8. 8. July 2010 019/10 Sailor Gram News you can use from Navy Total Force Brilliant on the Basics – SAILOR “Ombudsman Program” The Ombudsman Program was introduced to the U.S. Navy by Z-gram 24 on 14 September 1970 by the Chief of Naval Operations, Admiral Elmo Zumwalt. While the primary focus of the program today remains the same, it has grown and adapted to the ever-changing challenges of the Navy lifestyle. The morale, health, welfare, and efficiency of command personnel are the responsibility of the commanding officer. It is the Ombudsman, professionally trained Information and referral volunteers, who serve as the vital two-way communication link between the command and family members. The Role of the Ombudsman includes: . Personalized support and guidance to command families in adapting to the challenges of a mobile military lifestyle and extended operations in meeting the Navy's maritime strategy. . Resource referrals and resolution assistance on family issues before they become a crisis. . Family assistance and coordination in preparing for deployments . Attending Ombudsman Assembly and advanced training sessions which enable ombudsmen to expand knowledge and improve skills. In accordance with OPNAVINST 1750.1F, it is the responsibility of each command to ensure that command family members have access to the services of an ombudsman, by appointing sufficient ombudsman to provide the required support. Small commands or tenant commands may make arrangements to share ombudsman services with another command or the installation command. Challenge: By September 14th, 2010, ensure your command families have an ombudsman designated in accordance with OPNAVAINST 1750.1F. Immediately upon appointment, the ombudsman's information should be added to the Ombudsman Registry at www.ombudsmanregistry.org, and they should be assigned to the command. The Volunteer Agreement, DD Form 2793 should be completed with both parties keeping a copy for three years. Consider the following: 1) Command leadership: How often do you meet with your Ombudsman? 2) How do you grow awareness of this tremendous resource for your families? The Navy Command Ombudsman Program celebrates its 40th year anniversary this year. September 14th is the day that is recognized as Ombudsman Appreciation Day This year, with the 40th anniversary quickly approaching, commands are encouraged to make a specialNotable Quotables… not only at the effort to honor their ombudsman, annual appreciation event, but to continue throughout the year. "Mission readiness is directly tied to family readiness, Learn more about the Ombudsman Program: and family readiness is directly tied to the selfless OPNAVINST 1750.1F dedication of our extraordinary Ombudsman" CNIC/FFSP Web site: www.ffsp.navy.mil MCPON Rick D. West Ombudsman Registry: www.ombudsmanregistry.org Command Leadership Toolkit: www.ffsp.navy.mil
  9. 9. August 2010 020/10 Sailor Gram News you can use from Navy Total Force Brilliant on the Basics – SAILOR “Recognizing our Sailors and Navy Team Members” The end of tour should not be the only time a Sailor or civilian is recognized. Recognition can also include specific action awards, Flag Letters of Commendations, Letters of Appreciation, highlighting accomplishments in the POD, and other public venues, or nominations for special programs. Be creative, praise in public, and make sure your Sailors know they are appreciated and valued. The Power of Positive leadership is infectious and every leader has the tools of recognition available to them to ensure outstanding performance is reinforced and always appreciated. Meritorious Mast is for the purpose of publicly and officially commending a member of the command for noteworthy performance of duty. http://www.navy.mil/navydata/navy_legacy_hr.asp?id=175 Sailors can be recognized by a Commanding Officer for outstanding performance at mast. Such a proceeding is called a "meritorious mast." http://findarticles.com/p/articles/mi_m0IBQ/is_2001_April/ai_75406356 Recognizing those who support us: Recognition should also be extended to the civilians on our Navy team. An award will help document the performance justification during performance review for Navy civilian employees. This will help ensure our best civilians are properly rewarded. Feel free to be creative ... Have you thought about spouse appreciation days, Ombudsman recognition, or inviting the volunteers at FFSC or the Navy College Office for a tour and lunch? Leadership questions to consider: 1) How often do you conduct an awards board to review the success of our Sailors and team members? 2) Does your awards board include leadership representatives from across the command to include Senior Enlisted? 3) How often do you conduct award recognition ceremonies? 4) Success includes advancements, retirements, and reenlistments: Are these special events in your command? Weapons are our systems. It is truly our Sailors, Civilians, and Volunteers who enable our Navy’s Success. 2010 Navy Sailors of the Year When you reinforce positive performance through Resource Links: public recognition, you raise the level of performance Navy Awards: https://awards.navy.mil/ of each member of the team. In doing so you strengthen the entire team as all strive to grow Unofficial but very useful Navy ribbon checker: success. Never under estimate the Power of Positive http://kepler.pratt.duke.edu/USNRibbons.html (POP) Leadership. –FLTCM Benning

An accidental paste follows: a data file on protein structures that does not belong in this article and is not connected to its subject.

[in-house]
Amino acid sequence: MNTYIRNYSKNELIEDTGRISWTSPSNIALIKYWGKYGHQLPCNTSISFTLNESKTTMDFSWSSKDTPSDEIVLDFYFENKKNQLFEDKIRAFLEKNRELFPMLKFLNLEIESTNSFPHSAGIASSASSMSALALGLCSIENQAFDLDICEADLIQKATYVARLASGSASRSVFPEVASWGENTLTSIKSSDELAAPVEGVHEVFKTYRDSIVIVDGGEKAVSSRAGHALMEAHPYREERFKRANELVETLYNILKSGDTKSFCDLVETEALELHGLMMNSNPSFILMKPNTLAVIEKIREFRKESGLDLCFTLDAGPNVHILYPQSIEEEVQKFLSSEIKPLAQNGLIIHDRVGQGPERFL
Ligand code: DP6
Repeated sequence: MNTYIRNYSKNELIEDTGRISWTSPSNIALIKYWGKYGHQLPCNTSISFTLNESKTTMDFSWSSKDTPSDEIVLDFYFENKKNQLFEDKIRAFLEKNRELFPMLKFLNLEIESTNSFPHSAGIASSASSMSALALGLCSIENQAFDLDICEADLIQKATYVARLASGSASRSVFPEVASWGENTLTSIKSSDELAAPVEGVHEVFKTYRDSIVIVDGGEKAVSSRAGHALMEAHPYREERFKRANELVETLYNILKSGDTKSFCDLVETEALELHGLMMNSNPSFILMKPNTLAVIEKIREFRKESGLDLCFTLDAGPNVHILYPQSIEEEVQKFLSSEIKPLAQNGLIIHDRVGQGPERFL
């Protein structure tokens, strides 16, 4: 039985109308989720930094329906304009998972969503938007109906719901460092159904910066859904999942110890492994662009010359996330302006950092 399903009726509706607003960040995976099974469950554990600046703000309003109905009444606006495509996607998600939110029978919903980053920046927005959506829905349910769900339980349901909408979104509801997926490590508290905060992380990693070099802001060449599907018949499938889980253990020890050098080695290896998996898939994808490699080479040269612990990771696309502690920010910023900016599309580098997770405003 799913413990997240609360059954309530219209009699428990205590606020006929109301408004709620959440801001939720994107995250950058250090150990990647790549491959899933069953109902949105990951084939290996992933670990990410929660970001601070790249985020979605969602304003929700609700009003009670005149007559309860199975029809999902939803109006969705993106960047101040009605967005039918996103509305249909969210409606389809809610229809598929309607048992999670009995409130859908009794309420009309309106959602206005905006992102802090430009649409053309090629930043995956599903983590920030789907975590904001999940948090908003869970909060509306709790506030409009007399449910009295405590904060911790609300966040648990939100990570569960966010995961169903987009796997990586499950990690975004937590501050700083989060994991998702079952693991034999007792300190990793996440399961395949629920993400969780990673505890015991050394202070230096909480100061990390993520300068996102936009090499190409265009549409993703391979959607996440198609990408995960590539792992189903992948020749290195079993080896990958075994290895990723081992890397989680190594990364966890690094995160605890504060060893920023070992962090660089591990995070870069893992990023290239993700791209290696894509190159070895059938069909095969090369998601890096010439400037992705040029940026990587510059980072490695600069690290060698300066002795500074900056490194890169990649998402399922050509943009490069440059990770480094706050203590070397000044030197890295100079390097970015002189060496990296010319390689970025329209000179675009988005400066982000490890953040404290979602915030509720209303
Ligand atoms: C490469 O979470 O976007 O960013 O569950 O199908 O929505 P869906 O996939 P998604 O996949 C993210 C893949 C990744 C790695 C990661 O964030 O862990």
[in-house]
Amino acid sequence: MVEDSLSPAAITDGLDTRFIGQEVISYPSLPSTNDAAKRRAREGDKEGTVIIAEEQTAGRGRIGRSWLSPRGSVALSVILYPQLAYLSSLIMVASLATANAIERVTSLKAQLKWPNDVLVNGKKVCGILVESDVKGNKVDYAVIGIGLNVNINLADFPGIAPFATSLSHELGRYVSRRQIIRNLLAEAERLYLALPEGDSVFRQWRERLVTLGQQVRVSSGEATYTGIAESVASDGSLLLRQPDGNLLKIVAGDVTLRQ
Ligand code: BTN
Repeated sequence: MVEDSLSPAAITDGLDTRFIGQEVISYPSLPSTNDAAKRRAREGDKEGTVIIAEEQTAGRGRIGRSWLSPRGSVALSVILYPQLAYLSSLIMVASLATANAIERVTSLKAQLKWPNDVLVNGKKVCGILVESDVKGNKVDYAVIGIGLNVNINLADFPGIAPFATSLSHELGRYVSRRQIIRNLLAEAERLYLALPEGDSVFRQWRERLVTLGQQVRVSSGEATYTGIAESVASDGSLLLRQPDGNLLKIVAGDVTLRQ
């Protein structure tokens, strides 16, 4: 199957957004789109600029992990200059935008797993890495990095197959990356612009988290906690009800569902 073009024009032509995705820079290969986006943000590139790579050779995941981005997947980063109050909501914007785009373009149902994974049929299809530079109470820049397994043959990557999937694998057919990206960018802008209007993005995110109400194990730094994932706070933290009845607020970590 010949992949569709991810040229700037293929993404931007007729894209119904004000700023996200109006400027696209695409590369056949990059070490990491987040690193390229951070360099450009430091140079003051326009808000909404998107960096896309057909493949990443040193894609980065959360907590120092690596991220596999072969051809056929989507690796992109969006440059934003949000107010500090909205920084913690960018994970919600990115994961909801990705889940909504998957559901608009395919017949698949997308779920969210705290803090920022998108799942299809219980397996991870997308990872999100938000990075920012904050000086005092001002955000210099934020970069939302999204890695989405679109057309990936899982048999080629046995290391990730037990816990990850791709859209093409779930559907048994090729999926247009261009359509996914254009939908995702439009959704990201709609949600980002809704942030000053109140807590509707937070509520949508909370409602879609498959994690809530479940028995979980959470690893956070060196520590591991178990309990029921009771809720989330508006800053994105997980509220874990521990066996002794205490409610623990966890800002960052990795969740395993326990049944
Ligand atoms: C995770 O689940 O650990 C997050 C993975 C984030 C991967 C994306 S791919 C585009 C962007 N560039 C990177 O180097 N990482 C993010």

10. 10. March 2010 007/10 Sailor Gram News you can use from Navy Total Force FLTCM(SW/AW/SCW) Scott Benning Perform To Serve (PTS) The Perform to Serve system is a vital part of our Navy's total force strategy. PTS provides an opportunity to keep our best and brightest Sailors in the Navy in order to meet future fleet and manpower requirements. Perform to Serve acts as a force-stabilization tool by leveling rating manning from overmanned to undermanned. It serves as a quality screening tool by controlling reenlistments for all Zone "A", Zone "B" and Zone "C" Sailors. Perform to Serve helps the Navy shape the force for current and future needs: • Perform to Serve is now required for all E-3 to E-6 Sailors with less than 14 years of service. • An approved Perform to Serve ‘reservation’ is required prior to a Sailor reenlisting, extending, or negotiating orders that necessitate additional OBLISERV requirements. • Counsel Sailors to select secondary ratings. Sailors who do not obtain a quota in PTS for their current rate, greatly increase their odds of being retained in the Navy when they select second and third options. • Perform to Serve allows the Navy to evaluate Sailors and screen those Sailors for continued service. • See NAVADMIN 161/09, 017/09. • The Career Opportunities Matrix (CARMAT) is posted on www.npc.navy.mil and shows monthly conversion quotas (formerly called Career Reenlistment Objectives or CREO). NAVADMIN 024/10 covers the details. In the Perform to Serve system, Sailors are evaluated and ranked based on the following: • Performance. Top-performing Sailors with critical NECs remain the premier factors in continued service. • The CO’s recommendation for retention/advancement. • PNA (passed not advanced) on the most recent advancement exam. Things you need to know: Perform to Serve with Selected Reserve (SELRES) option has been added to the PTS system to: Allow an Active Component Sailor to apply for both Active Component and Reserve Component opportunities. Gives Active Component Sailors the option of choosing Active or Reserve service even after an in-rate determination. Did you know? Facts & Figures: • Perform to Serve is a force-stabilization tool that • A Sailor can submit a reenlistment request up to 15 matches Sailors’ skills to the needs of the Navy. months prior to his or her EAOS. • A Selected Reserve Option was added to Perform to • To assist Sailors wanting to convert, Navy enlisted Serve to retain high-performing Sailors in the Naval classifications (NEC) data is available on the Career service. Opportunity Matrix (CARMAT), formerly CREO, at • Sailors in critical NECs with documented high www.npc.navy.mil performance weigh heavily in the PTS evaluation. • Zone “B” PTS was implemented 01 Feb 2009. • To best serve Sailors, ensure PTS deadlines are met. • Zone “C” PTS was implemented 01 June 2009. • Mentor Sailors about Perform to Serve’s role in their • The SELRES option came online 01 Oct 2009. careers during Sailor Career Development Boards. • Sailors receive a maximum of six looks in PTS.